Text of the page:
Construction partnering: moving towards the rationalisation for a dominant paradigm

Lee Crompton, Jack Steven Goulding, Farzad Pour Rahimian

Research output: Contribution to journalArticle

Abstract

This paper critically reviews seminal literature on 'traditional' and non-market partnering exchanges, in order to identify core congruent issues, drivers and agents of change. It draws out a number of key themes to better understand why the construction industry has remained relatively unchanged; even though successive reports have tried to rectify the industry's challenges. Acknowledging that there is no one clear definition, strategy or template for the effective implementation of partnering, findings from extant literature highlight eight dominant drivers deemed integral to augmenting project performance and profitability. So, whilst the construction industry invariably conducts its business with a smaller ratio of strategic partnerships than commonly believed, and accepting buyer dominance has predominantly remained, it is advocated that there is an exigent need to disentangle the project partnering initiative through some form of deterministic model. The case for this is presented through a relationship schema that maps the fabric, reliance and drivers for partnering success.
LanguageEnglish
Pages57-78
Number of pages22
JournalALAM CIPTA, International Journal of Sustainable Tropical Design Research and Practice
Volume7
Issue number1
Publication statusPublished - 2014
Externally publishedYes

Fingerprint

Construction industry
Industry
Profitability

Keywords

  • collaboration
  • supply chain
  • relationships
  • dominant drivers

Cite this

@article{8489bd87e4114dbd9b61a8a9001d3658,
title = "Construction partnering: moving towards the rationalisation for a dominant paradigm",
abstract = "This paper critically reviews seminal literature on 'traditional' and non-market partnering exchanges, in order to identify core congruent issues, drivers and agents of change. It draws out a number of key themes to better understand why the construction industry has remained relatively unchanged; even though successive reports have tried to rectify the industry's challenges. Acknowledging that there is no one clear definition, strategy or template for the effective implementation of partnering, findings from extant literature highlight eight dominant drivers deemed integral to augmenting project performance and profitability. So, whilst the construction industry invariably conducts its business with a smaller ratio of strategic partnerships than commonly believed, and accepting buyer dominance has predominantly remained, it is advocated that there is an exigent need to disentangle the project partnering initiative through some form of deterministic model. The case for this is presented through a relationship schema that maps the fabric, reliance and drivers for partnering success.",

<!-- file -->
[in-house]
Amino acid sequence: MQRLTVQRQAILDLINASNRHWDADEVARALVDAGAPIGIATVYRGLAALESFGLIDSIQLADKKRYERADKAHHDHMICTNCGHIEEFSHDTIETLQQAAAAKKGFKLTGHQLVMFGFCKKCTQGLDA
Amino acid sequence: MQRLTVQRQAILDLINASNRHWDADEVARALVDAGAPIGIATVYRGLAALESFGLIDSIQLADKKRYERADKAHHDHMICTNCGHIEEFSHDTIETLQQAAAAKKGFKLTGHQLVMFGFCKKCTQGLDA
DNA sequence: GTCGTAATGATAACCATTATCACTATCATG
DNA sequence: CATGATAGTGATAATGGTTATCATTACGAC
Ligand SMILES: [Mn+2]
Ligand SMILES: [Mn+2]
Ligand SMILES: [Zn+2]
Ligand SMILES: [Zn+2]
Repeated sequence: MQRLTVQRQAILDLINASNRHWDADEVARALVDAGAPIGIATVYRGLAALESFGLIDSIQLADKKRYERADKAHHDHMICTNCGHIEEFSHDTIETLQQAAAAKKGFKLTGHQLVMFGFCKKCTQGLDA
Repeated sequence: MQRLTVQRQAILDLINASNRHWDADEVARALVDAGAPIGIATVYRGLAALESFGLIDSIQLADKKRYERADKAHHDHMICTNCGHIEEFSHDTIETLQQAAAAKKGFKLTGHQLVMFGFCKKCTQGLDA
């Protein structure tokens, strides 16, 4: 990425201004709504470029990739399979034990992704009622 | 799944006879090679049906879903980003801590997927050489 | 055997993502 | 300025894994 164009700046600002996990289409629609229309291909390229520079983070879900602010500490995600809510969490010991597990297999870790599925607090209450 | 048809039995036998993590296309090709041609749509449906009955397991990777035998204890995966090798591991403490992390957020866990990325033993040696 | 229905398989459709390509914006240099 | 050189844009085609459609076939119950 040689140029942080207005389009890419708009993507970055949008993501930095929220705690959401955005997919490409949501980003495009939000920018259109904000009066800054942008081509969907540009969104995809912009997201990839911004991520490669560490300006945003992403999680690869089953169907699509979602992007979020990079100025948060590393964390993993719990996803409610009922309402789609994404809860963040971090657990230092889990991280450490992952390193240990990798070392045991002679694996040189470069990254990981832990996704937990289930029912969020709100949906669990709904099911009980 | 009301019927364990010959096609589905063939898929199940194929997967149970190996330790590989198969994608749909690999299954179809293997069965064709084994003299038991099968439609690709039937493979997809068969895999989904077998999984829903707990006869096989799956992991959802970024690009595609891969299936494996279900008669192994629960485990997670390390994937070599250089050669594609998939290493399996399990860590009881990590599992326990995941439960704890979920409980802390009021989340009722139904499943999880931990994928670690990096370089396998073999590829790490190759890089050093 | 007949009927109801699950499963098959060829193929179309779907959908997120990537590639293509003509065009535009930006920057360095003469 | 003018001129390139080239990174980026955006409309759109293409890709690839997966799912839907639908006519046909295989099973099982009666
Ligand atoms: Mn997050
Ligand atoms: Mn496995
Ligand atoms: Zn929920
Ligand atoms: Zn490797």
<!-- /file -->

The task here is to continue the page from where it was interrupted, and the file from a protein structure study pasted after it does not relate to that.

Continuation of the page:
keywords = "collaboration, supply chain, relationships, dominant drivers",
author = "Lee Crompton and Goulding, {Jack Steven} and Rahimian, {Farzad Pour}",
year = "2014",
language = "English",
volume = "7",
pages = "57--78",
journal = "ALAM CIPTA, International Journal of Sustainable Tropical Design Research and Practice",